There shall be wailing and gnashing of teeth.
You all knew this would some day happen. The two biggest Hollywood trilogies of all time, and while we know what Randal Graves had to say, I will go through this and determine if Randal was right, or if he was a complete idiot (SPOILER ALERT: HE WAS AN IDIOT!).
I'm going to mostly keep this confined to the original Star Wars Trilogy (except for special effects).
This one is so easy, I should outright skip it, but I won't. That would be the easy way out.
In all fairness, "Star Wars" had another magnificent performance from Sir Alec Guinness as Obi Wan Kenobi as well as great turns from British thespians like Peter Cushing, Ian McDiarmid (ahem, BEFORE his stupidly over-the-top performance in Revenge of the Sith), as well as a very endearing performance by Harrison Ford who famously hated the dialogue he was given. Mark Hamill's performance was flat and uninteresting, and he would later find real artistic success in voice acting. Likewise Carrie Fisher turned in a performance that was... average, not bad, but not great either. Everyone else was okay, but let's face it, George Lucas isn't known for directing actors well, even if some of his successors in the director's chair fared a little better.
"The Lord of the Rings" clobbers "Star Wars" in this category with now legendary performances by Sir Ian McKellan, Sir Christopher Lee, Sean Bean, Viggo Mortensen, Bernard Hill, Cate Blanchett, Hugo Weaving, Sean Astin, Andy Serkis, and... should I just name the entire cast here? Because I can and will do it if you want. Elijah Wood's performance as Frodo has a lot more heart and emotion to it than Hamill's wooden Luke Skywalker. And, for as much crap as people liked to give her, Liv Tyler's performance blew Carrie Fisher's out of the water as well. If the LOTR cast had a weak link, it was Orlando Bloom, but that wasn't apparent until later movies. For Legolas, he nailed exactly what he needed to.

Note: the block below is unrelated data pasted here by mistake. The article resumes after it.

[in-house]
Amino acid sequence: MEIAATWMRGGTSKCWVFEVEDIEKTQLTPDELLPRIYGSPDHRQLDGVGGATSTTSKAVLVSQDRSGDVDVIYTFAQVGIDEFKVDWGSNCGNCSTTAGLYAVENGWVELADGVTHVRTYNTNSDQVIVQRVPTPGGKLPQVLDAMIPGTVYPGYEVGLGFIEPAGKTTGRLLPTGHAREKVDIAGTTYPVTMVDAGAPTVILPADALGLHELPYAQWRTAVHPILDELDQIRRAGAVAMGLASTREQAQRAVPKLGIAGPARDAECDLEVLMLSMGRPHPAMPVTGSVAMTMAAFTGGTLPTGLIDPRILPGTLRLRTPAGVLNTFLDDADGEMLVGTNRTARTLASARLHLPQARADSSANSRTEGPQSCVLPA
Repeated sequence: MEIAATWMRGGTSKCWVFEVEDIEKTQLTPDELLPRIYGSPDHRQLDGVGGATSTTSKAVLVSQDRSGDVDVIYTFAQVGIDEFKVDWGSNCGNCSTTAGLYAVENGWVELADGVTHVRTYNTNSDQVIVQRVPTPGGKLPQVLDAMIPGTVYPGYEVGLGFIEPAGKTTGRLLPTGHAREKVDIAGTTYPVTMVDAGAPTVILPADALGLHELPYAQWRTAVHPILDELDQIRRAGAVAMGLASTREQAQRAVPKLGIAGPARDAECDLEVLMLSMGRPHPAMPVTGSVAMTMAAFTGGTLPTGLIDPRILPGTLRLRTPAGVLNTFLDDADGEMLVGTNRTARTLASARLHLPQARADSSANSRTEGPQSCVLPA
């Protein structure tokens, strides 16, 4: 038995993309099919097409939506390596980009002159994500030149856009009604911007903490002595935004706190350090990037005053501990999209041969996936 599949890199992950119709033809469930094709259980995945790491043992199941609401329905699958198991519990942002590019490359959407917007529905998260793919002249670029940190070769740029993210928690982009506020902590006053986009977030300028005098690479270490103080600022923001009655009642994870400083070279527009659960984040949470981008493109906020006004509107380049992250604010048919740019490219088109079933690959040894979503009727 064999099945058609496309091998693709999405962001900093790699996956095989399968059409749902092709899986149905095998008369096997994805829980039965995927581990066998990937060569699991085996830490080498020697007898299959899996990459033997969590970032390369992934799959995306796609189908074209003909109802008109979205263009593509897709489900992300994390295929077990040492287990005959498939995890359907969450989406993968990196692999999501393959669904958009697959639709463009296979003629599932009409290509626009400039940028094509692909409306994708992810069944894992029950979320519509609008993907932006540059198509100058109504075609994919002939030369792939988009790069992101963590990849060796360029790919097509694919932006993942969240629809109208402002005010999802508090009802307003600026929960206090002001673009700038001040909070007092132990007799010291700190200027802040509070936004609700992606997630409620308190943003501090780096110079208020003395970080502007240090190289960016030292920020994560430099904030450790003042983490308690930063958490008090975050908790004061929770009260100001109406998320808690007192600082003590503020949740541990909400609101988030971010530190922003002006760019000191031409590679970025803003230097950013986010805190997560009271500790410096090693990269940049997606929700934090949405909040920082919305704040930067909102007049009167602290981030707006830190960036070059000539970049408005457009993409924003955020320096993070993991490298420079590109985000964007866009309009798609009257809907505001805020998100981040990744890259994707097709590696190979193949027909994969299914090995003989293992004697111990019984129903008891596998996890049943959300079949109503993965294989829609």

"The Lord of the Rings" wins.
This one comes down to personal tastes. Yes, John Williams is the master. His scores are always instantly iconic. "Star Wars" has a great score. But I find myself listening to Howard Shore's "The Lord of the Rings" soundtrack much more often, and the greatest tunes there, in my opinion, outshine Williams'. I find Sauron's theme far more menacing than the Emperor's, as well as the creepy chanting of the Nazgul's theme scarier than the Imperial March. The themes for Rohan and Gondor take my breath away, and, the bombastic opening theme for every "Star Wars" movie pales to the quiet, subtle theme when you pop in "Fellowship" and enter that world, just as you hear Galadriel's opening narration.
"The Lord of the Rings" wins.
Special Effects, Makeup, Props, etc